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HoJo Heads Group of Weak Coaches

By Mike Silva ~ May 17th, 2010. Filed under: Mike Silva, New York Mets.

I have to admit I really don’t know how much impact a hitting coach really has. Regardless, I find it disturbing that Carlos Beltran is pointing out mechanical flaws in the swings of David Wright and Jeff Francoeur sitting from his couch at home instead of the man on the bench that is getting paid to perform such a task.

No, I am not blaming Howard Johnson for all the Mets hitting woes. Is it his fault that Jason Bay has one homer, Jose Reyes is doing his best Rey Ordonez impression, and Jeff Francoeur has regressed to his Atlanta days? It’s also not his fault the Mets employ a bench with few guys that appear to have the game passed them by. The biggest indictment for me is not just that weekend story about Beltran playing hitting coach, but what we see out of David Wright.

Keith Hernandez was on with Evan Roberts and Joe Benigno last week and said David (Wright) is a worse hitter now than two years ago. The novice hitting coach in me sees a player with a loopy swing that constantly is behind. He misses more hittable pitches this year than at any other point in his career. It appears that a majority of the team does. Hernandez sees it, I see it, you see it, but does the man paid to work with Wright see it? The numbers are hiding a player that has serious mechanical flaws.

Howard Johnson is a nice guy and did a nice job as the third basemen in the eighties. So far I don’t see anything that tells me he is the next Bill Robinson, Walt Hriniak, or Rudy Jaramillo. Maybe the impact of those hitting coaches is overrated, but at least they have (or had) some sort of resume to speak of. ? Don’t forget, HoJo was a failed manager in the system and I believe it’s his relationship with David that has helped him stick around. That, and the fact he played with the 86’ team. Funny how the Mets seemed to be a better offensive team under Rick Down. Coincidence?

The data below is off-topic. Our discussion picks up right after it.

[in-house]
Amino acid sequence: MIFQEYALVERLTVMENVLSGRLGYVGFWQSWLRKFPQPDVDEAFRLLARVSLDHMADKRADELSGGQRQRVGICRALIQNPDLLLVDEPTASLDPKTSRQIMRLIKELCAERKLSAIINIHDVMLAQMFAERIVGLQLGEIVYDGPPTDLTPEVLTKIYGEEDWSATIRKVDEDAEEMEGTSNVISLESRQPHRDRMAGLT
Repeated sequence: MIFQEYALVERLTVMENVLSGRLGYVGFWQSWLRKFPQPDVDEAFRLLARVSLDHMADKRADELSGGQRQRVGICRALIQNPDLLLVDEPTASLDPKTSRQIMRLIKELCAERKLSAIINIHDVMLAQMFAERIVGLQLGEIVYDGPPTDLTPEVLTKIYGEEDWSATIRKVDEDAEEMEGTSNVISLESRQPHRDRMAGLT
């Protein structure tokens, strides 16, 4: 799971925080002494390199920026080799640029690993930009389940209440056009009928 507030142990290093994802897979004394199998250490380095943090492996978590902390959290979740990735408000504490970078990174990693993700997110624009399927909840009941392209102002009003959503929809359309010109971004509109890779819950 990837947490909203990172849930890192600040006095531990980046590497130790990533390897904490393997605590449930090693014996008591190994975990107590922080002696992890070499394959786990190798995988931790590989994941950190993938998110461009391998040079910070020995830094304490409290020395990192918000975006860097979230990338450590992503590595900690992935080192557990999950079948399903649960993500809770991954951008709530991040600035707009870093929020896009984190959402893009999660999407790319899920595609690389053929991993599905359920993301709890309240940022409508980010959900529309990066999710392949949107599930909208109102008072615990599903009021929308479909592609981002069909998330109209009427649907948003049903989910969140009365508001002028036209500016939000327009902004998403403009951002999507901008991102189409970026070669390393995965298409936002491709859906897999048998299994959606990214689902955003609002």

HoJo is not alone. I have been thoroughly unimpressed with the work of Dan Warthen as well. Name me one pitcher that has progressed under his tutelage? I guess Mike Pelfrey, but the kid still went to see a sports psychologist this winter so who knows if it was more self help, or Warthen, that did the trick. John Maine and Oliver Perez were actually well above league average pitchers under Rick Peterson. With Warthen they look like hurlers who could be out of baseball sooner rather than later. It also seems every Mets pitcher has seen their velocity decrease. I haven’t even gotten into the amount of walks by the staff. Some thought Peterson was over the top, but he had a pitching philosophy what is Warthen’s?

Then there is Razor Shines who’s only value is he is Jerry Manuel’s buddy. Razor was a lousy third base coach and now he stands at first apparently doing very little. We don’t know much about Dave Jauss and Chip Hale except that Manuel enjoys talking basketball with Jauss. Hale seems to be the strong suit of the group as I believe he has done a nice job at third base. The Mets have a history of lousy third base coaches (Chuck Hiller, Sam Perlozzo, Shines) so at least this is something positive.

We know the issues the manager has. He doesn’t manage his bullpen well and tinkers with the lineup too much. As dubious as Manuel is on the bench it appears his staff is equally as incapable. Do we really believe there is teaching going on? Do you feel the Mets are any better fundamentally than last season? Compare how teams like the Phillies, Yankees, and Cardinals play to the Mets and there is your answer.